Zooomr Mark III launches with some hiccups

After what seems like a long week of false starts and unfortunate hardware melt downs the new Zooomr launched this weekend. I haven’t logged in yet but I’m looking forward to exploring all the new features Kristopher has been working on.

I do have a bone to pick with them. They are still not caching images properly! Run any Zooomr hosted image through the Cacheability Engine to test it and you’ll get a report like the following:

http://static.zooomr.com/images/2403982_586b90d879.jpg
Expires 1 day from now (Mon, 04 Jun 2007 19:04:14 GMT)
Cache-Control max-age=86400
Last-Modified 2 hr ago (Sun, 03 Jun 2007 17:04:14 GMT) validation returned same object
ETag –
Content-Length 65.4K (66953)
Server lighttpd/1.4.15

It makes no sense for the image to be sent again. Your browser should be allowed to cache the image. Besides the caching issue, the image is still slow to load and it’s only 67k.

Way back in December I asked, Is Zooomr slow for you too? and was heartened when Kristopher Tate said he was working on a fix. Hopefully the fix is part of an as-yet-unreleased part of Mark III. Without it, using Zooomr for image hosting is really not recommended. Please fix the caching. I really want to like Zooomr!

Now, if only Robert would evangelize fixing their image hosting I’d be a happy camper!

This old skool Flickr user doesn’t care

From: FlickrHQ
Subject: Update for Old Skool members

Dear Old Skool Account-Holding Flickr Member,

On March 15th we’ll be discontinuing the old email-based Flickr sign in system. From that point on, everyone will have to use a Yahoo! ID to sign in to Flickr.

It seems that everyone is up in arms about recent changes at Flickr:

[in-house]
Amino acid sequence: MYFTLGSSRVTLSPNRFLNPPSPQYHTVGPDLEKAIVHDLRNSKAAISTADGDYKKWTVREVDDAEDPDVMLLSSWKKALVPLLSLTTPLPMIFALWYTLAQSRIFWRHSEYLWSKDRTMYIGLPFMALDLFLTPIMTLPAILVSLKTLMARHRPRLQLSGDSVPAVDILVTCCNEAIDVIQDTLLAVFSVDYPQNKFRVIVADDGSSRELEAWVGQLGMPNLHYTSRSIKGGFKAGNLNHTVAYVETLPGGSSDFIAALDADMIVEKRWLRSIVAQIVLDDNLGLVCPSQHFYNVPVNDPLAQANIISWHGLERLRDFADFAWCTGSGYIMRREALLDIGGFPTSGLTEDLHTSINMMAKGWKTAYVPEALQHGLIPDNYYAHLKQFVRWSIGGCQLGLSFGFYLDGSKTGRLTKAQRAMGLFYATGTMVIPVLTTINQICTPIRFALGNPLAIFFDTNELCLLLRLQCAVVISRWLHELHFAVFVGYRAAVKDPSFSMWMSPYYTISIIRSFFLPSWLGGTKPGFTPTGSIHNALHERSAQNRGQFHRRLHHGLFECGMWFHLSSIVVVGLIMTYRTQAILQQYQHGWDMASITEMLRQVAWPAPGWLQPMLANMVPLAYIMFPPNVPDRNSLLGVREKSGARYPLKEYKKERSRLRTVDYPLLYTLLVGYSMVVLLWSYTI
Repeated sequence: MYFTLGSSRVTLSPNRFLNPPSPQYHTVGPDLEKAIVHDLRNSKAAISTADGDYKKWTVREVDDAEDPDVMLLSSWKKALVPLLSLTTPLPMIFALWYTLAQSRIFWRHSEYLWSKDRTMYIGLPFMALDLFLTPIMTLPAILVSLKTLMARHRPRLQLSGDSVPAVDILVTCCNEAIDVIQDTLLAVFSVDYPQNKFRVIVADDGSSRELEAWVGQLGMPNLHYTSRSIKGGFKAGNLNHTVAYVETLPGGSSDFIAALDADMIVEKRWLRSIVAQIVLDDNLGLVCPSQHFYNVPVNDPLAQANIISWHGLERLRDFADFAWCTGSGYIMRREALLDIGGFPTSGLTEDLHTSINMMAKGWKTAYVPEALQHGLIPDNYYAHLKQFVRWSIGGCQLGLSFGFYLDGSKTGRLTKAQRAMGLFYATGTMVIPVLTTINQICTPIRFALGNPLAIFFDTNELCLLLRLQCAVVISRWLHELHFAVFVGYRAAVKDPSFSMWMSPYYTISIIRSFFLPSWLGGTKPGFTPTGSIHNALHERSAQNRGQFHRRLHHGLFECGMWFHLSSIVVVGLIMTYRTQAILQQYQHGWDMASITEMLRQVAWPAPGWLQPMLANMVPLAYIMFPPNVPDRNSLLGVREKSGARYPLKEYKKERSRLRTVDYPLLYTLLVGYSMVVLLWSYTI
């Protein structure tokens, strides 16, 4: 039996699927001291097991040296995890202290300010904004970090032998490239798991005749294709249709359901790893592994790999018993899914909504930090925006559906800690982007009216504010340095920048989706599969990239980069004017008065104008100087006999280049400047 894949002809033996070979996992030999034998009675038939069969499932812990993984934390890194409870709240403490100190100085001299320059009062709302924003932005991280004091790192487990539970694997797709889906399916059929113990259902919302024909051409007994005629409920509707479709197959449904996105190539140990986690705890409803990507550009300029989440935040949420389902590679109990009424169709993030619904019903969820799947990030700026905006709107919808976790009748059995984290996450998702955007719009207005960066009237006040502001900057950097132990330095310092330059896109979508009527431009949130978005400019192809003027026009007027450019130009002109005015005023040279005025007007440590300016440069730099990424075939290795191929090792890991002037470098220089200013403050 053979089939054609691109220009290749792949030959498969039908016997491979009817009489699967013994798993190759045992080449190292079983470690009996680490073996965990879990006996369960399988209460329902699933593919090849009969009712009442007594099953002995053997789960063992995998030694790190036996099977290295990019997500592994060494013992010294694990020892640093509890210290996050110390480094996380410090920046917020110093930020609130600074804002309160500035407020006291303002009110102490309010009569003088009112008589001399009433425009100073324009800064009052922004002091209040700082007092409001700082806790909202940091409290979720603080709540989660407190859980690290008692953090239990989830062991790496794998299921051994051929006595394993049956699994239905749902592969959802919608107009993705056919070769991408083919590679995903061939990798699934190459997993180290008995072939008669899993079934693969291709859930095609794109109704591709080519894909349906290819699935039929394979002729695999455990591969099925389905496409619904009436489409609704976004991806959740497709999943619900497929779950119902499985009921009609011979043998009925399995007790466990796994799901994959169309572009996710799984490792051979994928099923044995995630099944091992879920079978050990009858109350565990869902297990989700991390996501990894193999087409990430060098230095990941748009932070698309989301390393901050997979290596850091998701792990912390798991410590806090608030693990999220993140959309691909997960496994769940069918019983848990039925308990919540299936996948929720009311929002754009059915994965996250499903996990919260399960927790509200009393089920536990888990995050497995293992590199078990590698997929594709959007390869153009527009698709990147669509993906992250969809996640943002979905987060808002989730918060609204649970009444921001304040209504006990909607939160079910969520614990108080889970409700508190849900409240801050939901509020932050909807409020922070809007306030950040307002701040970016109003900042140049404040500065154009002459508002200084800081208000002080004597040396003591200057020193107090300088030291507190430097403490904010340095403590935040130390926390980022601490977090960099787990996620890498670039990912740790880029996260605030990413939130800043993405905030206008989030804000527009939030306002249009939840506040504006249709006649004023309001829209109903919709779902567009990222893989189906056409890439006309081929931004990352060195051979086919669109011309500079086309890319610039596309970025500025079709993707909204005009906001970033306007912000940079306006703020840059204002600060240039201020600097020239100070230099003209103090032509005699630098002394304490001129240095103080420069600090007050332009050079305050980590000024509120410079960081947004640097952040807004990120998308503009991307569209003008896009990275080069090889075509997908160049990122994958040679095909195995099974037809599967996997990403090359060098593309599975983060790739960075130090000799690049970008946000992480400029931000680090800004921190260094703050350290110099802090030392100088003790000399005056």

• Flickr and Yahoo! accounts must be merged into a Yahoo! login. If you have multiple Flickr account then you’re logging in and out of Flickr all the time, now do it with Yahoo! Surely you do most of your Flickr work in one account anyway, so why not make that the one your main Yahoo! account?
  • Tags and Contacts are going to be limited. I see that this would affect a tiny minority of the userbase on Flickr, unfortunately for Flickr it’s likely to be the most active (and vocal?) membership. I also feel for Thomas with his Where I’ve Been Lately image because a lot of those tags will be removed but does anyone else have more than 75 legitimate tags on a photo? I’m sure I only have 15 at most on mine. Limiting contacts will hurt the most prolific users of the site such as Thomas Hawk, but others are probably just spamming the system.

Yes, the changes to tags and contacts will hurt a tiny minority but for almost everyone on the site it won’t make any difference. Yes, the change to using Yahoo! IDs will mean Yahoo knows about your photos, but if they know about your email and stock portfolio already what are you worried about? They’ve got more than enough demograpic data to go on to market to you!